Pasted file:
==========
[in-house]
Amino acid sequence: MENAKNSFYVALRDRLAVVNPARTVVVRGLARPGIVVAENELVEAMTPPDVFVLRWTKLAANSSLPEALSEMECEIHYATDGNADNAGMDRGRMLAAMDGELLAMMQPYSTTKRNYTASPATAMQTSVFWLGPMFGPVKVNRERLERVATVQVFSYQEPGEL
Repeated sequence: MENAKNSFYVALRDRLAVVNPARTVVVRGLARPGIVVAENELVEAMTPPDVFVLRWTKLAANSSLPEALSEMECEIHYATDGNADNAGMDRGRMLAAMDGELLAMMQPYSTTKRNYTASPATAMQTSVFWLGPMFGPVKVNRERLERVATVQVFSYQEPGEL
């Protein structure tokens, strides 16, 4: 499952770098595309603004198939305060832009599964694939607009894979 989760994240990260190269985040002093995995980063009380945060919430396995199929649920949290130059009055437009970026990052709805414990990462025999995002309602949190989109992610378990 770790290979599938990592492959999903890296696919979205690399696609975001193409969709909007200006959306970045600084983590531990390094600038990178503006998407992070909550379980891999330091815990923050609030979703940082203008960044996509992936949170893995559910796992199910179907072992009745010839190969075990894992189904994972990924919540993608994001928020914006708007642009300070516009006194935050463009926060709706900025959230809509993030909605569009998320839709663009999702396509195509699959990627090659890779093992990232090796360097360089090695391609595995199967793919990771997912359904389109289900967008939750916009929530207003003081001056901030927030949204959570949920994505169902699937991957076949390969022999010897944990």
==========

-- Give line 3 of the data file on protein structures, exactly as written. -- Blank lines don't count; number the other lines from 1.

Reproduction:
Repeated sequence: MENAKNSFYVALRDRLAVVNPARTVVVRGLARPGIVVAENELVEAMTPPDVFVLRWTKLAANSSLPEALSEMECEIHYATDGNADNAGMDRGRMLAAMDGELLAMMQPYSTTKRNYTASPATAMQTSVFWLGPMFGPVKVNRERLERVATVQVFSYQEPGEL